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    People rest along a bullet-ridden building in Mogadishu, Somalia

    Failing in a Failed State: Costly Norwegian Grandstanding in Somalia Goes Flop

    © AFP 2017/ YASUYOSHI CHIBA
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    The road to hell is often paved with good intentions. Norway, which is one of the world's most generous contributors to relief efforts, has spent millions on promoting democracy in war-torn Somalia, but failed miserably on all counts. Norway's lavish efforts did little to ease ordinary Somalians' plight, yet proved costly for the state coffers.

    Since 2012, Norway has spent a total of 1.6 billion NOK ($190mln) on furthering democracy in Somalia — without any tangible effect. Ironically, the ambitious plan for bolstering Somalian democracy was called Vision 2016, yet proved to be of no effect, Norwegian daily Aftenposten revealed.

    Vision 2016 was adopted in September 2013. The Norwegian government set three main goals (extending suffrage, establishing a federal state and creating a new constitution), but failed bitterly in reaching either of them, only fueling bribery in the world's arguably most corrupted nation, aggravating chaos and intensifying the terrorist threat.

    "The only change that has occurred since the last presidential election in Somalia, is that more money is being used on bribes in order to be elected," Redi Bereketeab, senior researcher at the Nordic Africa Institute in Uppsala, Sweden, told Aftenposten. "All methods are used. Money, clan affiliation and coercion," he added.

    While Norway's ambition was to give millions of Somalians the right to vote, only 54 members of the upper house and 275 members of the lower house of the National Assembly are to elect president. Remarkably, the MPs themselves are not chosen by the entire nation, but by 135 elders representing the country's main clans, which are expected to reinforce dogmatic Islam rather than democracy.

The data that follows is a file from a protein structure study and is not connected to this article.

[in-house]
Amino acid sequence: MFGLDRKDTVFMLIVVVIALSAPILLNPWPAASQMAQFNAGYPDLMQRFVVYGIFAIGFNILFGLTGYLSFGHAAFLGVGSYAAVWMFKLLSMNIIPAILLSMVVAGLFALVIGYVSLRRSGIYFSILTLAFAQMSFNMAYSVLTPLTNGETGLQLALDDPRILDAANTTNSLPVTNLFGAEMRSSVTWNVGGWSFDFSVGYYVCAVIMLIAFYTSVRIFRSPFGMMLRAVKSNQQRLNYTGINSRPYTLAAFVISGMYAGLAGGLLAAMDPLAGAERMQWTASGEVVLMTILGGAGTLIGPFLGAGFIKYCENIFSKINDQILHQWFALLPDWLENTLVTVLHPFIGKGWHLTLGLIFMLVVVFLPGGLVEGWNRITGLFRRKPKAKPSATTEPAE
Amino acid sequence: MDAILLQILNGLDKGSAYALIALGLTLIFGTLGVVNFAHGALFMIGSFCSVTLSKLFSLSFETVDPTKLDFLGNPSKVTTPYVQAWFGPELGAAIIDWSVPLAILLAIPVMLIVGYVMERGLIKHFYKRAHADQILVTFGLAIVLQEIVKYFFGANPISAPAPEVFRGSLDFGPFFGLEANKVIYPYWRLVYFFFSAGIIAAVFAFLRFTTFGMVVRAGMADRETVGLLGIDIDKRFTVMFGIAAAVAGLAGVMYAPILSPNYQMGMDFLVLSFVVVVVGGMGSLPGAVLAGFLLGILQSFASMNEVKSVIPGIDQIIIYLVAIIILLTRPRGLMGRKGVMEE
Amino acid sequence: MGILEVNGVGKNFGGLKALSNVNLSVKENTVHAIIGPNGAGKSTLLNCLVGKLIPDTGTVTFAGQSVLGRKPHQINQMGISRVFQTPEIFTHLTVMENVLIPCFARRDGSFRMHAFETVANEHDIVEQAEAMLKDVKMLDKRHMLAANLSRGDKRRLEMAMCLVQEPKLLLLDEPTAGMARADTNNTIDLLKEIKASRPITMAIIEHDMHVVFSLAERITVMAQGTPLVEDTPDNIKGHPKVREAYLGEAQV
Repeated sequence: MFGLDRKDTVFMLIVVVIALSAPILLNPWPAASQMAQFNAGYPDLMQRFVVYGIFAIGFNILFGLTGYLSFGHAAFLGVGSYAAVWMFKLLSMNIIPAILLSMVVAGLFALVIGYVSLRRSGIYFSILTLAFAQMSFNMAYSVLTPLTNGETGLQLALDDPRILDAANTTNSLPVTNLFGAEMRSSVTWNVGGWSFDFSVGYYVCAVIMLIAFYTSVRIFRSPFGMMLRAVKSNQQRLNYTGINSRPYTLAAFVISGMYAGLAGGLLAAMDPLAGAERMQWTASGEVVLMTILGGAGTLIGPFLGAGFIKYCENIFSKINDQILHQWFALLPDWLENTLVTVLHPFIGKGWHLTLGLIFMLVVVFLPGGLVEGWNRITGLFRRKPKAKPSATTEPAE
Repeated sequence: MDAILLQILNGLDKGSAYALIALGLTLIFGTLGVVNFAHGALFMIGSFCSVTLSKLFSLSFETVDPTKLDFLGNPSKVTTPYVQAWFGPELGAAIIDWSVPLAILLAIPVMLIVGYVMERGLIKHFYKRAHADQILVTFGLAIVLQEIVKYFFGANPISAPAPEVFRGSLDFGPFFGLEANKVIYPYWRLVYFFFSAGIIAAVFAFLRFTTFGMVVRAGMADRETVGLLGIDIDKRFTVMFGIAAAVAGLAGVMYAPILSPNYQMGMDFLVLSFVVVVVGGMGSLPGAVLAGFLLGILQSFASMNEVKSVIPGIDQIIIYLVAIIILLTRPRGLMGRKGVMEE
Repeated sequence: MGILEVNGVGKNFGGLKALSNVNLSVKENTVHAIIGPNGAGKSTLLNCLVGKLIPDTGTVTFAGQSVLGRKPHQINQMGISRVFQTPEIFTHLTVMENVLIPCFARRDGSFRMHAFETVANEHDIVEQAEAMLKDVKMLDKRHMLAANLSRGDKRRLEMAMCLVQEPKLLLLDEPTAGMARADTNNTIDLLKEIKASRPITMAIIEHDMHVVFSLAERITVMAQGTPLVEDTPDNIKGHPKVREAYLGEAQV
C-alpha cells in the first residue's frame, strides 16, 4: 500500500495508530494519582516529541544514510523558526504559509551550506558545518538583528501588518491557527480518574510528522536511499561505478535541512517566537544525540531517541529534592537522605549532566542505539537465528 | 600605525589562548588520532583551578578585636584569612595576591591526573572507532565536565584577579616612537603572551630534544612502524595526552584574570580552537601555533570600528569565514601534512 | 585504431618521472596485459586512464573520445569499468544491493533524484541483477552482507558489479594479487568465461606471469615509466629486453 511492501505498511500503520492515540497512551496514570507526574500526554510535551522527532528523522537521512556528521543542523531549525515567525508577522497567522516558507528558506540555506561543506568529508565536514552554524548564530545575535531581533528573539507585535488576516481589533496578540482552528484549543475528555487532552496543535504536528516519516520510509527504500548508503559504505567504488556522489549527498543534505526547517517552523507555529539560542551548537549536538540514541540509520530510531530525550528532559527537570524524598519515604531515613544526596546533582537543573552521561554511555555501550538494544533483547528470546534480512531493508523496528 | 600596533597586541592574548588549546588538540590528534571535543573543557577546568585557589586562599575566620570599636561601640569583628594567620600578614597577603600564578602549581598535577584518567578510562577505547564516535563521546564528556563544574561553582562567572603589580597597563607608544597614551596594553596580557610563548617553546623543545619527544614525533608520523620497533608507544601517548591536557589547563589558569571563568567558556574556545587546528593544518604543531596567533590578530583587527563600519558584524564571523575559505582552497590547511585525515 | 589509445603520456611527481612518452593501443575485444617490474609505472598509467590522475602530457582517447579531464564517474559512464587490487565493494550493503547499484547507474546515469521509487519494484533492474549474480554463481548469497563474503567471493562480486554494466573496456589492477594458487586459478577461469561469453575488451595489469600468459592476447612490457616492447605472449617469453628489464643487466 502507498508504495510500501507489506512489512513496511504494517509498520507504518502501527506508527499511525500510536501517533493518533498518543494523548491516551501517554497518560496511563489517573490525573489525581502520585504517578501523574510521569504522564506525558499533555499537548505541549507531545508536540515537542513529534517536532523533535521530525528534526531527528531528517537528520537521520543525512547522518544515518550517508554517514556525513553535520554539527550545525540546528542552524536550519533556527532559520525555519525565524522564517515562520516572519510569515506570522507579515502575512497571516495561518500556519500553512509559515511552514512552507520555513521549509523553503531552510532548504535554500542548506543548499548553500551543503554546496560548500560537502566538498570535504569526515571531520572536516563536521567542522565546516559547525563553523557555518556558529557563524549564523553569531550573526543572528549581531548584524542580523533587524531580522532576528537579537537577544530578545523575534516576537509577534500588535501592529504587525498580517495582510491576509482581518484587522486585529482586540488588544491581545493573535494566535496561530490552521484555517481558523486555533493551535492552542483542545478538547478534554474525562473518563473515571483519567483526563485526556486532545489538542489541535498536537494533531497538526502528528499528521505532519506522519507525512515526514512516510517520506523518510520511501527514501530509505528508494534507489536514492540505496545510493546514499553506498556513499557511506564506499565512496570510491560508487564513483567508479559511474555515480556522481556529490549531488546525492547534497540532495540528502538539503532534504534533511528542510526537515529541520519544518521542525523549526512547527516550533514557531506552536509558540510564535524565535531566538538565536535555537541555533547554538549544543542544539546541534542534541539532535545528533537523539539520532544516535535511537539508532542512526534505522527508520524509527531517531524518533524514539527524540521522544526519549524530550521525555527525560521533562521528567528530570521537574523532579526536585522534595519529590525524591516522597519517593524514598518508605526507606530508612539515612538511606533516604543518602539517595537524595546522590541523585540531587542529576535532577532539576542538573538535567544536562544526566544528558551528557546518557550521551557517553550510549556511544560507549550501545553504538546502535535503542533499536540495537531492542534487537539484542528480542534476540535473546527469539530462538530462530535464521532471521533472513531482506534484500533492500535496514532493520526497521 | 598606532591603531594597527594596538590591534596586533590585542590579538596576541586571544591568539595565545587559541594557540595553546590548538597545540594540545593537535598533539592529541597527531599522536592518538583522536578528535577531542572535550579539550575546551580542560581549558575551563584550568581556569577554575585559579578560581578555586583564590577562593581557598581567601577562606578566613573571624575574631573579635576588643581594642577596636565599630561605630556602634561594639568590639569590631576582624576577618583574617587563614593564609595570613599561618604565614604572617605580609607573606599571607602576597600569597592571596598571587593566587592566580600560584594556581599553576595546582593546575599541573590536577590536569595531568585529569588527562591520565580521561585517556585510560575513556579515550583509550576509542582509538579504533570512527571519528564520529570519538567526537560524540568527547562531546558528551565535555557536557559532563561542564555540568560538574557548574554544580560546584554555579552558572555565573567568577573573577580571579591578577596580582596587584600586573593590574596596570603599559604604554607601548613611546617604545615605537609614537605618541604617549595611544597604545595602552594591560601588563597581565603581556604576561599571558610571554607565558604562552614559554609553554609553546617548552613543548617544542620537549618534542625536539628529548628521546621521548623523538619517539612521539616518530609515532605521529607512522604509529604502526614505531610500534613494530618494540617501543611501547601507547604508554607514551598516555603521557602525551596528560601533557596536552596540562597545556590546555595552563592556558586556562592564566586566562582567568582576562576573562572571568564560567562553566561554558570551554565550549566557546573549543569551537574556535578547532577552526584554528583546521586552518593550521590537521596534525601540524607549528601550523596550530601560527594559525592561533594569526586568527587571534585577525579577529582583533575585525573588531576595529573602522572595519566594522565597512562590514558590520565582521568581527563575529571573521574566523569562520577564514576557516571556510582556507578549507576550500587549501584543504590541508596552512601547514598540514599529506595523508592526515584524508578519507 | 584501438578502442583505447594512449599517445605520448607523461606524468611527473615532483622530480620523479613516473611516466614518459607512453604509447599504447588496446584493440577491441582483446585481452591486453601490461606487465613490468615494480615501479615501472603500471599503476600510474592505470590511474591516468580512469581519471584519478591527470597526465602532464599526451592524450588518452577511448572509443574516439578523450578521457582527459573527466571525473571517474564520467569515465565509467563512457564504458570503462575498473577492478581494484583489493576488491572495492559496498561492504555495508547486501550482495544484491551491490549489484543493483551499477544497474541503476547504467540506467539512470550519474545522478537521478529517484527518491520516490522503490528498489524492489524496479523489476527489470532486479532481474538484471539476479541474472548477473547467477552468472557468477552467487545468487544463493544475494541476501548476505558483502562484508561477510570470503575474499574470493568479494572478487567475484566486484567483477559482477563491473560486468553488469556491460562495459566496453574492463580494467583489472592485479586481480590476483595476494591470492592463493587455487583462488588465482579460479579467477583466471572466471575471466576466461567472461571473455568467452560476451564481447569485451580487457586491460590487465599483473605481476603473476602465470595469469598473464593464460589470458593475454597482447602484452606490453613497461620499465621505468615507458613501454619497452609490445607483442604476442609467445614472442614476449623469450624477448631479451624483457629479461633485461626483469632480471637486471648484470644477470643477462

Previously, Somalian Auditor General Nur Jimale Farah acknowledged bribes of up to $1.3 million each.

    "I think we can safely assume that many MPs have bought their seat in parliament," councilor Grethe Neufeld from Landinfo, which is an independent body within the Norwegian Immigration Authorities, told Aftenposten.

    Efforts to revise the Somalian constitution are meanwhile so slow that even Norwegian aid agency Norad admitted that "little has happened." At present, nothing indicates that there is a constitutional draft available for deliberation in Somalia.

    Lastly, efforts to establish a federal state ended in a fiasco of the same proportions. The breakaway Republic of Somaliland continues to struggle for independence, whereas pan-Somalian institutions intended to keep the federation going are seldom established and end up understaffed.

    Meanwhile, the Norwegian Foreign Ministry insisted that one must arm themselves with patience and stressed the undoubtedly positive fact that the proportion of Somalian women represented in the elections rose from 12 to 24 percent.

    Somalia has been labeled a failed state since the outbreak of the Civil War in 1991. While the federal government indeed managed to wrest parts of the country from al-Shabaab radicals with the support from the African Union, the country is still regarded as a hotbed of Islamist terror.

    The lack of peace and security remain the Somalians' main problem, Uppsala researcher Bereketeab argued.

    "The government in Mogadishu has failed to bring peace and security and has little power outside the capital. The leaders have shown their incompetence and the people have no confidence in them. Donor countries like Norway should therefore prioritize peace and security above other things. It is an illusion to be able to build a democracy when the government fails to deliver basic amenities such as peace, security, schools and healthcare," Redi Bereketeab argued.

    Despite Norway's grand-standing, everyday life in Somalia is marked by galloping corruption, extreme poverty and a looming threat of starvation. In recent years, the Somalian diaspora in Norway rose to become one of the country's largest.

    A view of a flooded section of an Internally Displaced Persons' camp in Mogadishu
    © AFP 2017/ ABDURASHID ABDULLE
    A view of a flooded section of an Internally Displaced Persons' camp in Mogadishu

     

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    Tags:
    terrorism, democracy, al-Shabaab, Somaliland, Somalia, Scandinavia, Norway
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